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Grass Roots Key to California’s 37th District

Though not quite a proxy war, Democratic House Members are choosing sides and lining up with the two frontrunners to replace the late Rep. Juanita Millender-McDonald (D-Calif.) as the June 26 special election approaches.

State Sen. Jenny Oropeza (D) and state Assemblywoman Laura Richardson (D) have emerged as the top contenders in the crowded field vying to succeed Millender-McDonald in the overwhelmingly Democratic 37th district.

The demographics of voter turnout in this multi-ethnic, Long Beach-area seat are difficult to predict but could ultimately determine the winner.

“May the best grass-roots [campaign] win. That’s what happens in these low-turnout specials here,” said Alan Hoffenblum, a Los Angeles-based Republican consultant who is co-editor of the California Target Book.

The 37th district is 28 percent black and 23 percent Latino, with the remainder made up largely of whites and a small but significant portion of Asians.

In the Los Angeles Basin, blacks and Latinos tend to support candidates who share their ethnicity if given the option; Oropeza is Latina, and Richardson is black. Just how much that rule holds true — combined with the turnout level — could affect the outcome of the race.

As of Friday, 28,608 absentee ballots had been requested by voters, according to the Los Angeles County Registrar-Recorder’s office, and observers of the race say 40,000 might be the high-water mark for turnout.

At a Capitol Hill fundraiser Tuesday for Richardson, Rep. Maxine Waters (D-Calif.) appeared with the candidate, introducing her to various Members — some of whom brought checks with them, some of whom promised a contribution, and still others who said a contribution already had been made.

Among the Members in attendance were Democratic Reps. G.K. Butterfield (N.C.), Al Green (Texas) and Edolphus Towns (N.Y.).

Waters, who represents a Los Angeles-area district that is adjacent to the 37th, is considered the gold-standard for endorsements among black voters in that region of Southern California.

John Shallman, Richardson’s top strategist, called her the best cross-cultural candidate in the field, noting that in November 2006 she won with 60 percent of the vote a state Assembly district that is 14 percent black, 15 percent Latino, 10 percent Asian and nearly 60 percent white.

“Laura has a strong record of being a vote-getter across ethnic groups,” Shallman said. “We’re winning with [almost] every demographic, losing among Latinos by only 7 percentage points.”

Oropeza lists on her campaign Web site the endorsements of seven Members, including California Democratic Reps. Joe Baca, Xavier Becerra, Grace Napolitano, Lucille Roybal-Allard, Linda Sánchez, Loretta Sanchez and Hilda Solis.

On Saturday, the Richardson campaign released a poll that showed the Assemblywoman with a 9-point lead over Oropeza. In the survey, which was taken June 5-7 and has a 4.9-point error margin, Richardson was at 25 percent, Oropeza was at 16 percent, and Valerie McDonald (D) — Millender-McDonald’s daughter — was at 7 percent, with 35 percent undecided.

Oropeza’s chief strategist, Parke Skelton, dismissed the poll, implying its turnout model was flawed, and said the state Senator’s polling shows her with a mid-single-digit lead in two internal polls — the details of which he declined to disclose.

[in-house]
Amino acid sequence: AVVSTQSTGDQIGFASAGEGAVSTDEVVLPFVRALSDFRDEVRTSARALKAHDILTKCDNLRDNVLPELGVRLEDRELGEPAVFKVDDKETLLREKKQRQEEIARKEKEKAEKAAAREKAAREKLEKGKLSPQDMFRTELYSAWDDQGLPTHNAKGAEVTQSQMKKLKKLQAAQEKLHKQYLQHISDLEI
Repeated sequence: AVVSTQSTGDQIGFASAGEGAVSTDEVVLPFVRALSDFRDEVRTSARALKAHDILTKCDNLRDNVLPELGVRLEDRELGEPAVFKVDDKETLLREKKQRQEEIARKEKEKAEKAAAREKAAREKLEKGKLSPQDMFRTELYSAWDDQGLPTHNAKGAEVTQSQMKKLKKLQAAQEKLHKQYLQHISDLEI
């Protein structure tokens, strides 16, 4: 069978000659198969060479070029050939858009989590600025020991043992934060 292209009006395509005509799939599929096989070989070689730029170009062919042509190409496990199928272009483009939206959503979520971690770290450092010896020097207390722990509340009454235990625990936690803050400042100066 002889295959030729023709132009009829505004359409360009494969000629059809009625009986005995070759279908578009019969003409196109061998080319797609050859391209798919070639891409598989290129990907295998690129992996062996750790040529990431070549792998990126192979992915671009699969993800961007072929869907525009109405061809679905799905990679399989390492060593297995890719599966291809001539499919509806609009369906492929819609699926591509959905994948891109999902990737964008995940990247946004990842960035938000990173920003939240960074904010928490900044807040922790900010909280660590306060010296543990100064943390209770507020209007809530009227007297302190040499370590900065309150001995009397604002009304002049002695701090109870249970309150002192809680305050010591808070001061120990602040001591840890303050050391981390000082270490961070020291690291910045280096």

“The results we’ve seen are very different from what Richardson is shopping out there,” Skelton said. “The swing voters in this district are going to break heavily for Jenny.”

Shallman countered that he feels strongly that his turnout model is correct, saying he based it on those voters who have participated consistently over the past six election cycles.

Even if Richardson’s poll is accurate, one Democratic operative based in California cautioned that there still is plenty of time for Oropeza to surge.

Not only can the turnout model in special elections like this be hard to predict, but the late barrage of direct mail that is yet to come could influence the contest. Additionally, this operative said, if McDonald — who is black — makes any gains, Richardson likely would be the one who suffers.

“With these super-low turnout elections, either of the top-tier candidates can still make this a race,” this Democrat said.

If the ethnicity of the candidates has less of an impact on the race than some expect, it could be because one candidate’s major endorsements overpowers the key backers of the other.

Oropeza has been endorsed by the California Democratic Party and has a smattering of union support and the backing of key groups such as the National Organization for Women and the California League of Conservation Voters.

Richardson has been endorsed by some of organized labor’s biggest political players, including the California Federation of Labor, the Los Angeles County Federation of Labor — both of which are chapters of the AFL-CIO — and the Service Employees International Union. The L.A. County Federation of Labor in particular often has been the key to victory for many Democratic candidates running in area races.

“The county fed is investing hundreds of thousands of dollars in member-to-member communication,” Shallman said.

Skelton said the state Democratic Party was likely to carry more weight with average voters — while simultaneously offering Oropeza the support of the kind of party activists who knock on doors and man phone banks.

Skelton said the party’s backing — coupled with endorsements from the CLCV and NOW — will tend to influence the important voting bloc of white swing-voters, as the candidates are virtually identical when it comes to matters of policy.

“The party is a better endorsement in terms of what moves voters,” Skelton said.

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